Yoga pops up for campus campaign
Sep 25, 2013 / 4:30 pm
What better way to educate women aged 18 to 25 than at a university.
The Canadian Breast Cancer Foundation is visiting 22 campuses in 42 days to spread the word on breast health in the hopes of reducing the risk of breast cancer among young women. Wednesday they stopped in at UBC Okanagan.
Amanda McNally the Community Relations Specialist at the Canadian Breast Cancer Foundation for the BC/Yukon says a woman's body during the ages 18 to 25 is when the greatest amount of proliferation occurs.
"Proliferation is the multiplication of the cells, so while that is happening they are at the most risk for any mutations that can happen. That happens from your lifestyle, what you're eating and drinking and that sets the ground for your breast health in the future."
In an attempt to dispel the myths of breast cancer the campaign asks students to play a game of 'true or false', however, according to McNally there is one common misconception among young women that really stands out.
"It's that they don't have to worry about breast cancer because they don't have a family history. I hear that all the time," she says.
"In truth it's more than 90 per cent of people who are diagnosed with breast cancer who have no family history at all. Being a woman and getting older are your two biggest risk factors."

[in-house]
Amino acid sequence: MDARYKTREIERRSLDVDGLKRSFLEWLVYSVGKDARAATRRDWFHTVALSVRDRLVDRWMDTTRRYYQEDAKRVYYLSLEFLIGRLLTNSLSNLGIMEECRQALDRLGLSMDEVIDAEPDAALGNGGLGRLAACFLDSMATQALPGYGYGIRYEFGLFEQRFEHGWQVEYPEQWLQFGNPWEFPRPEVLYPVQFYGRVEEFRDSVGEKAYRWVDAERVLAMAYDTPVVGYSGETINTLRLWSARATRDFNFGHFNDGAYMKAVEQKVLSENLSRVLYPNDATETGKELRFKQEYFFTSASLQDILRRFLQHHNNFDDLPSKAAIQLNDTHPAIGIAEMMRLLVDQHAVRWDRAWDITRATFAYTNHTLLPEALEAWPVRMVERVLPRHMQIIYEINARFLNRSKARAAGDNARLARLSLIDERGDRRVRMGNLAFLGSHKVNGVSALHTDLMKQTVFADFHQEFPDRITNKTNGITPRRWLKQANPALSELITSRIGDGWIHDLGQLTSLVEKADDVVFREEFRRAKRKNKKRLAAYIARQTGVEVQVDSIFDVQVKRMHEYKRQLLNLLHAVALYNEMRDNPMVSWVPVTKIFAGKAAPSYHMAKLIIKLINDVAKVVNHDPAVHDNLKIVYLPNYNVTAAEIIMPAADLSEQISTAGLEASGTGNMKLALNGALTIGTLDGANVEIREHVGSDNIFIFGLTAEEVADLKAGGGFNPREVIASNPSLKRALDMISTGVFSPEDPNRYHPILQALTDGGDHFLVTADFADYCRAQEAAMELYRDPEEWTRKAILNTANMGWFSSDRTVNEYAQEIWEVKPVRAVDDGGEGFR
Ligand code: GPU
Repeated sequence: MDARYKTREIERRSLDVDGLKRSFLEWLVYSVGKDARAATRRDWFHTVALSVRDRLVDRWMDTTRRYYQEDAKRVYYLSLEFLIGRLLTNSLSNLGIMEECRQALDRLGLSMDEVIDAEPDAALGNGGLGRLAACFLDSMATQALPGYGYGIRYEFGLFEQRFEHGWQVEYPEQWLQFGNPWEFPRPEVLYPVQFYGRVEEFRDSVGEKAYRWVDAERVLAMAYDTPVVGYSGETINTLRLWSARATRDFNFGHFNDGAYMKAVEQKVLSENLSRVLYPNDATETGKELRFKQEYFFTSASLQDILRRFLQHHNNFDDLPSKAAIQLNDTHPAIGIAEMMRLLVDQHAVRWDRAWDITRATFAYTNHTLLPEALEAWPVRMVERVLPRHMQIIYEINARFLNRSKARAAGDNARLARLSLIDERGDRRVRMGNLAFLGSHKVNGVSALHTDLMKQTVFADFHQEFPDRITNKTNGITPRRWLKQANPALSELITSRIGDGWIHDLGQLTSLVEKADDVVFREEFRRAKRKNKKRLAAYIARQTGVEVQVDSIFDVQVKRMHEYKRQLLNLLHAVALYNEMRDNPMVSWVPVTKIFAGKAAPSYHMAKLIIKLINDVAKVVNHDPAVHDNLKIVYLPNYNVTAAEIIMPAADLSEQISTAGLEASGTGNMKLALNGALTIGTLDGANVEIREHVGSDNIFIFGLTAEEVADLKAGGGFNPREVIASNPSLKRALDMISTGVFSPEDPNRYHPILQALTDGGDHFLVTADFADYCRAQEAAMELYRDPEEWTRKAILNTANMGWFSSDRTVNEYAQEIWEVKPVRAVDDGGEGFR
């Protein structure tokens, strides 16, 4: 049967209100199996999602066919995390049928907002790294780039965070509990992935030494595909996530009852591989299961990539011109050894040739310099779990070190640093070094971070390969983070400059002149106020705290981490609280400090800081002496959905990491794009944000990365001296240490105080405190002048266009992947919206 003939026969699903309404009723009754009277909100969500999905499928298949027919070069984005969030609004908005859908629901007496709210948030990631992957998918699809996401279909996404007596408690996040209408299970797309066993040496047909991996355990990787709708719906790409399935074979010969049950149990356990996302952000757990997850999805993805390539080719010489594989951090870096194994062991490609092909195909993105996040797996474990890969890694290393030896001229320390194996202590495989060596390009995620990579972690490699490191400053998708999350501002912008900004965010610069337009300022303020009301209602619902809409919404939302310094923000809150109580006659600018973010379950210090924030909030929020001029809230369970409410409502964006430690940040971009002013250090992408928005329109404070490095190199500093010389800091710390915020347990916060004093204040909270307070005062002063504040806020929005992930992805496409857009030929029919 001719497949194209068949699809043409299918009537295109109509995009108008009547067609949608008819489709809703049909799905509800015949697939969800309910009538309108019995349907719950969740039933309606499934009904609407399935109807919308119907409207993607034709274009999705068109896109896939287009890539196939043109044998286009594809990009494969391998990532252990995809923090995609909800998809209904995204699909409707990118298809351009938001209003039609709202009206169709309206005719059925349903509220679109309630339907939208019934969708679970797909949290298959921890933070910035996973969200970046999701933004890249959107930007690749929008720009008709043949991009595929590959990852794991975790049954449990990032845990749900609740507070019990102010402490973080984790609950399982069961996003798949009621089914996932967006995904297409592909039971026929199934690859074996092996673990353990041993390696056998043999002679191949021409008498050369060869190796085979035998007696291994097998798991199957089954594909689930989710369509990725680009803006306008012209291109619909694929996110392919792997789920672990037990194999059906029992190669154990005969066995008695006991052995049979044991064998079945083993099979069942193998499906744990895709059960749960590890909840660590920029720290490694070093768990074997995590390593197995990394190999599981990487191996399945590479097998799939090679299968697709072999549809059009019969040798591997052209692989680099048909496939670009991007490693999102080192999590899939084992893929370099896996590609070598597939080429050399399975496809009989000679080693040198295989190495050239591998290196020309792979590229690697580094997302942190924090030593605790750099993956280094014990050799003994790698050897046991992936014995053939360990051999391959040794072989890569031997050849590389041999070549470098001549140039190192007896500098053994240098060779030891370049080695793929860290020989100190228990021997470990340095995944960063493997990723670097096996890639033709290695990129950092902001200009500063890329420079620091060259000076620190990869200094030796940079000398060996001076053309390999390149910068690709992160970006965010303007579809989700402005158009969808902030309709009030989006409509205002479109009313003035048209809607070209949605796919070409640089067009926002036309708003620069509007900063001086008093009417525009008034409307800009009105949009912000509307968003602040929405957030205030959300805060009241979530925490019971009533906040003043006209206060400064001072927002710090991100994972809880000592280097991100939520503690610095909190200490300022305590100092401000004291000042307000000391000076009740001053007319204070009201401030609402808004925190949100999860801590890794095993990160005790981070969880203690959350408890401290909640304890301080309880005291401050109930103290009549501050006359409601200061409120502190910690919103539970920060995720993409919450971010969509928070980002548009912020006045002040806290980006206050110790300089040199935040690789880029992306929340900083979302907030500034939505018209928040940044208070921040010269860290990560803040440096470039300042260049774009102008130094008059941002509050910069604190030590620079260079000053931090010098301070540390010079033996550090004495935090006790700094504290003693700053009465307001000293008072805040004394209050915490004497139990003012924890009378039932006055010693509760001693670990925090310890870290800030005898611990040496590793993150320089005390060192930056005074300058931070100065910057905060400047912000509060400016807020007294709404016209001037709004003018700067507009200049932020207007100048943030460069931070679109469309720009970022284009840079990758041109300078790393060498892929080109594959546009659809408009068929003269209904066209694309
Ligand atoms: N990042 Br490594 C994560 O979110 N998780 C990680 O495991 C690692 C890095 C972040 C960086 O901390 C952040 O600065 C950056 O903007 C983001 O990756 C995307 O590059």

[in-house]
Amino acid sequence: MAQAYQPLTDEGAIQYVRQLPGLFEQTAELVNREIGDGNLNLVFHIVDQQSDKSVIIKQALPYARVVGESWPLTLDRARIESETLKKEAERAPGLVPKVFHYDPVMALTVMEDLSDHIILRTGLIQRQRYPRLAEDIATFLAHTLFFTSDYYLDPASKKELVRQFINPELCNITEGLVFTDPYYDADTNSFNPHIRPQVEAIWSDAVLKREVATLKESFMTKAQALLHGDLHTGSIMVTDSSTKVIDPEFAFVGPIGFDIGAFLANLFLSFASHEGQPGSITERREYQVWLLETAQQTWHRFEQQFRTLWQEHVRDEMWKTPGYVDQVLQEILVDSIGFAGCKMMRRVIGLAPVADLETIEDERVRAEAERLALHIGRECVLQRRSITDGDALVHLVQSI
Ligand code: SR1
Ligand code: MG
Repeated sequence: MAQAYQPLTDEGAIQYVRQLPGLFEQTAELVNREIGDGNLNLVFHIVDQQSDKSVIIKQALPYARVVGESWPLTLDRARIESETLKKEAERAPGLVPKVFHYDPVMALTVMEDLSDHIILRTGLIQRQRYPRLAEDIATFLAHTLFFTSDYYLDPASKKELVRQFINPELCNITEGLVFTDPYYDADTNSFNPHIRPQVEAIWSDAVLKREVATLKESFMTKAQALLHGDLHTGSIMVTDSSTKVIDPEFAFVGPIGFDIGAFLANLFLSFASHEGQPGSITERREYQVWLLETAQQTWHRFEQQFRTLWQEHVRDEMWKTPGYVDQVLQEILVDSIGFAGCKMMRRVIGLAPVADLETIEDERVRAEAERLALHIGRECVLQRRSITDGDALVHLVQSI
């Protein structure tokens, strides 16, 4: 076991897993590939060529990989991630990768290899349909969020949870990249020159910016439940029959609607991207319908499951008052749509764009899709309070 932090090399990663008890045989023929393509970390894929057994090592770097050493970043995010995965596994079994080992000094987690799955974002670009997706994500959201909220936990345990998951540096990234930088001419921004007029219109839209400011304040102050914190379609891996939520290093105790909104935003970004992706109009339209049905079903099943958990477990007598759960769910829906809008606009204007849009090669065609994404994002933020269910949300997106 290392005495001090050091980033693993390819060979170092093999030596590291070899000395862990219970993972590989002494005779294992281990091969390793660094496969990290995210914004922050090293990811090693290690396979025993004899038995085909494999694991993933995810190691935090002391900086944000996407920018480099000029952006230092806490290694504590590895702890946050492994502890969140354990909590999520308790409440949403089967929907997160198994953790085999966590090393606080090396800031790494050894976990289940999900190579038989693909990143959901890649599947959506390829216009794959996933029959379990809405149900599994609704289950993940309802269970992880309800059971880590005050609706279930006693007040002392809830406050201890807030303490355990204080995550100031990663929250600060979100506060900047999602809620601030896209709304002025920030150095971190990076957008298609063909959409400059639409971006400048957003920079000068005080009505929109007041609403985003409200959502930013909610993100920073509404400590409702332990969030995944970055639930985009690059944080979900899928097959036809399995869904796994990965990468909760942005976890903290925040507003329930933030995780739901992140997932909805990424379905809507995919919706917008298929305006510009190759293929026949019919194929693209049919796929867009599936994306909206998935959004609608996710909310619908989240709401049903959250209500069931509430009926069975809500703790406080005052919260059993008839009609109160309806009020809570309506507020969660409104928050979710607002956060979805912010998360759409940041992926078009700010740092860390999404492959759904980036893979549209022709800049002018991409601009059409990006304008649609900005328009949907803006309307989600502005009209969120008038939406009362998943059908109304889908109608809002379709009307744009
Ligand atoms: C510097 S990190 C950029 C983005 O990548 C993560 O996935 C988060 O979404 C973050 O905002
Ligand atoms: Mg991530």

However, this campaign didn't only target women, men are also vulnerable to breast cancer, a fact that many young men on campus were not aware of.
"The misconception is that this is a woman's disease. When in fact breast cancer doesn't discriminate, it happens in men, women, young women , older women, no one is immune from this," explains McNally.
Because staying healthy and eating right play a key role in maintaining breast health, the campaign set up a pop up yoga class, taught by a local instructor.
"The mats are pink, everyone's shirts are pink and the idea behind that (pop up yoga) is that one of the steps in leading a healthy life is exercise, being active and pop up yoga is a great way."
The campaign heads to Okanagan College in Kelowna on Thursday and then on to Thompson Rivers University in Kamloops before wrapping up on Vancouver Island in mid October.
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